Emigration Dangers: Warning to Irish Parents
Irish immigrants disembark at Ellis Island, New York. © Library of Congress, Public Domain Image.

Irish Independent, 22 February 1921

By the start of the 20th century, Irish Americans made up about 13% of the total population of the USA. In addition to the traditional destinations of Boston and New York, migrants from Ireland increasingly sought opportunities further west. Comments published in the Irish Independent from a visitor to Dublin from Omaha, Nebraska, revealed the hostility with which Irish migrants to America were often viewed. The visitor, Jeremiah Howard, urged parents to warn their children against emigrating, suggesting that they would not be able to find work in America and that their long-term opportunities would be improved by remaining in Ireland.

Emigration Dangers: American’s Warning to Irish Parents

‘If they stayed at home in Ireland and worked for £30 per year on a farm, financially, physically, and morally they would be much better off in the long run than going abroad’, said Mr Jeremiah Howard of Omaha, Nebraska, to a contemporary. Mr. Howard expressed his surprise at seeing large crowds of men and women waiting at the American Consulate, O’Connell St., Dublin to get their passports for America vised. It was bad enough and hard on the men when they got to America, but the plight of the girls was something terrible, and, if parents took his warning, they would keep their children at home.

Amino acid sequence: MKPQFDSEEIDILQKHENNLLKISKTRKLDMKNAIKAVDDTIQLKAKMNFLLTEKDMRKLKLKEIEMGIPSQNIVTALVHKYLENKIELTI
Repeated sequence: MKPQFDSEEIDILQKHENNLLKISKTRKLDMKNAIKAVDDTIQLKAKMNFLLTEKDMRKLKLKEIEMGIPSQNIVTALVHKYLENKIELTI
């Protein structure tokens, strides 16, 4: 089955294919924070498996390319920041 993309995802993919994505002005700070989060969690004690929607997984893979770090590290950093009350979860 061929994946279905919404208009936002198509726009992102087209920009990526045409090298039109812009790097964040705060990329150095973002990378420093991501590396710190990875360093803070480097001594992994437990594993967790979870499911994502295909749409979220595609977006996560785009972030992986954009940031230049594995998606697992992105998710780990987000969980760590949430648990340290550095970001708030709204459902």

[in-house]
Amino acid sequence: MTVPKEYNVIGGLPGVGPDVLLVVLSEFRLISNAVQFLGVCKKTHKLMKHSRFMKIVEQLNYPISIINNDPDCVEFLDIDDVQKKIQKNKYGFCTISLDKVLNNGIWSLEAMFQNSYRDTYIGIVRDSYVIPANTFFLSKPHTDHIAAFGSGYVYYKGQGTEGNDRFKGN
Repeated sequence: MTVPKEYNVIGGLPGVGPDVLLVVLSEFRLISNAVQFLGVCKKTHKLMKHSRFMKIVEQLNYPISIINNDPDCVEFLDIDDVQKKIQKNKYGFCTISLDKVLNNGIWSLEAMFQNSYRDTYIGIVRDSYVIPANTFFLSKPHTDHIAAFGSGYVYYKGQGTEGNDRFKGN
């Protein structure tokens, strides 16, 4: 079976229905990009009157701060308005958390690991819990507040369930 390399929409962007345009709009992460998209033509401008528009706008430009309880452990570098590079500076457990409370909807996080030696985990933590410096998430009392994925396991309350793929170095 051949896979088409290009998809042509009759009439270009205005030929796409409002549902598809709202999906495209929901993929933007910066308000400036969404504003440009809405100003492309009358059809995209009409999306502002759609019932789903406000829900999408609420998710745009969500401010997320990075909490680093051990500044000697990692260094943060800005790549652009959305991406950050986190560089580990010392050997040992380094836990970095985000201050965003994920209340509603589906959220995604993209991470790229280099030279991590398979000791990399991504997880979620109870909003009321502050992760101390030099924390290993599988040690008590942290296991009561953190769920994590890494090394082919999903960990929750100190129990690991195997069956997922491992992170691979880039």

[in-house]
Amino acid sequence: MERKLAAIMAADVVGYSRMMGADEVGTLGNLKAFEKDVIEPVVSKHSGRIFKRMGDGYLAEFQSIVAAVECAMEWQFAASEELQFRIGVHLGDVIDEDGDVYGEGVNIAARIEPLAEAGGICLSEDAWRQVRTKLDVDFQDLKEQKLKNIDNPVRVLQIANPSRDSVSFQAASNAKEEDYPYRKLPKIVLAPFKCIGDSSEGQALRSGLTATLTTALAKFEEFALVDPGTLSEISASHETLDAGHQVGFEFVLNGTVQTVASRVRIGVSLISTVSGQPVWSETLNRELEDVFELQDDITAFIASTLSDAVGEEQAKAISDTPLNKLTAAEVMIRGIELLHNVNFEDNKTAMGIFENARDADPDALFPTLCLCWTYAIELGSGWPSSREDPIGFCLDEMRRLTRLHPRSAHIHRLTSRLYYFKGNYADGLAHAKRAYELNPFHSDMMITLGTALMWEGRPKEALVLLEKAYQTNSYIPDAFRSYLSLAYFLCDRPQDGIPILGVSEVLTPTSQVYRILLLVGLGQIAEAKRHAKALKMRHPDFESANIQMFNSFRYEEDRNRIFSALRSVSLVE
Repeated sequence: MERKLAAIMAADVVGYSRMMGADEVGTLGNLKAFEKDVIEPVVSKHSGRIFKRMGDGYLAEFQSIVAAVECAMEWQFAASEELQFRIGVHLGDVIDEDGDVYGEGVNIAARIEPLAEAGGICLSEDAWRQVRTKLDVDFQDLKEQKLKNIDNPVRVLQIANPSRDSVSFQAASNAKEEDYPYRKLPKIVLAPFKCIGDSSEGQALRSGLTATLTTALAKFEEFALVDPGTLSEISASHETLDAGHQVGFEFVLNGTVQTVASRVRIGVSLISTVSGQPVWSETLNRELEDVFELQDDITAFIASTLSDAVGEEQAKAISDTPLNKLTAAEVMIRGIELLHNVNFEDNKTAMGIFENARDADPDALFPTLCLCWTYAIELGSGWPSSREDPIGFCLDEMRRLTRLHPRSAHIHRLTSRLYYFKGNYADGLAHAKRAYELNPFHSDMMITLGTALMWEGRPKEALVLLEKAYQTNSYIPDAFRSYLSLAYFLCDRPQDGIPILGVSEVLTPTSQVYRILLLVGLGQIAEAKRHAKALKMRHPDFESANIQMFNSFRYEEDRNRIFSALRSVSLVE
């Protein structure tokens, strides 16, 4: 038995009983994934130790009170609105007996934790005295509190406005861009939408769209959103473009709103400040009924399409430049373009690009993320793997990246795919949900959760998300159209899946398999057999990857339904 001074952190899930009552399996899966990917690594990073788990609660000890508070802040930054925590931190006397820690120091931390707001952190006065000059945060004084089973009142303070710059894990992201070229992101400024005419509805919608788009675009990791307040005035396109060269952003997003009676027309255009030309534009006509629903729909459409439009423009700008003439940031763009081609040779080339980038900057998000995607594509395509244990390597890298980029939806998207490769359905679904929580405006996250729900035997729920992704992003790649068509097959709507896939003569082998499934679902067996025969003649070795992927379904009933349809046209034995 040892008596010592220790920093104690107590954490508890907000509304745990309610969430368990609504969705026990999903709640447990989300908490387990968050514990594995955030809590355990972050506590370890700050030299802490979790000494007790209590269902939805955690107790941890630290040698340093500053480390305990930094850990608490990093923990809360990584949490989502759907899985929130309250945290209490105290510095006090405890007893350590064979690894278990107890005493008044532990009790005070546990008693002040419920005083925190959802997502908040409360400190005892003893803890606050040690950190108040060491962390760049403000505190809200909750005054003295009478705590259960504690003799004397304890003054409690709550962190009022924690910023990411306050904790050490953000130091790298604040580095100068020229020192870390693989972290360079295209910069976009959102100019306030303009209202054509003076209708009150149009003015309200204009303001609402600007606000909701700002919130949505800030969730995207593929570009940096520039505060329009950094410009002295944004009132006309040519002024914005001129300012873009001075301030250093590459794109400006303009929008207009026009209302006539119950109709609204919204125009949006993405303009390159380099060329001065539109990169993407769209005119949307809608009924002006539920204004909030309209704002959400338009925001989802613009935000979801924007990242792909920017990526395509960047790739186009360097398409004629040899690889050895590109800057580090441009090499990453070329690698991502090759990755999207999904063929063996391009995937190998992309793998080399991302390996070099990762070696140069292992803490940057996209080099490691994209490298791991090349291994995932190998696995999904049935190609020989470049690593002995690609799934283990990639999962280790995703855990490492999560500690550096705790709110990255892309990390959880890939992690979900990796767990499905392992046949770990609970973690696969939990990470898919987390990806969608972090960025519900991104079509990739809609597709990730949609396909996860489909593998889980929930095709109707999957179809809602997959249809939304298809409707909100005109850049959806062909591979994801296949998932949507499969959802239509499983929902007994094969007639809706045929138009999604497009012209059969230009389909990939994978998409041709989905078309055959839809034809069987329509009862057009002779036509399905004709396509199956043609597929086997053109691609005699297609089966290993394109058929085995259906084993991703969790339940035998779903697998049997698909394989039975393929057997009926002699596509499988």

Mr. Howard said it was a shame to see these people going to swell the unemployed in U.S.A. ‘We have 400,000 demobilised soldiers over there’, he said, ‘waiting for jobs, and what chance have these greenhorns when they land unless they work for nothing, and get half-starved into the bargain?’ By emigration, he added, they were just doing what the English Government wanted them to do – to flood labour markets abroad.

There was a long queue all yesterday at the Consulate. They were mostly young girls, and 2 D.M.P. men were regulating traffic on the footpath.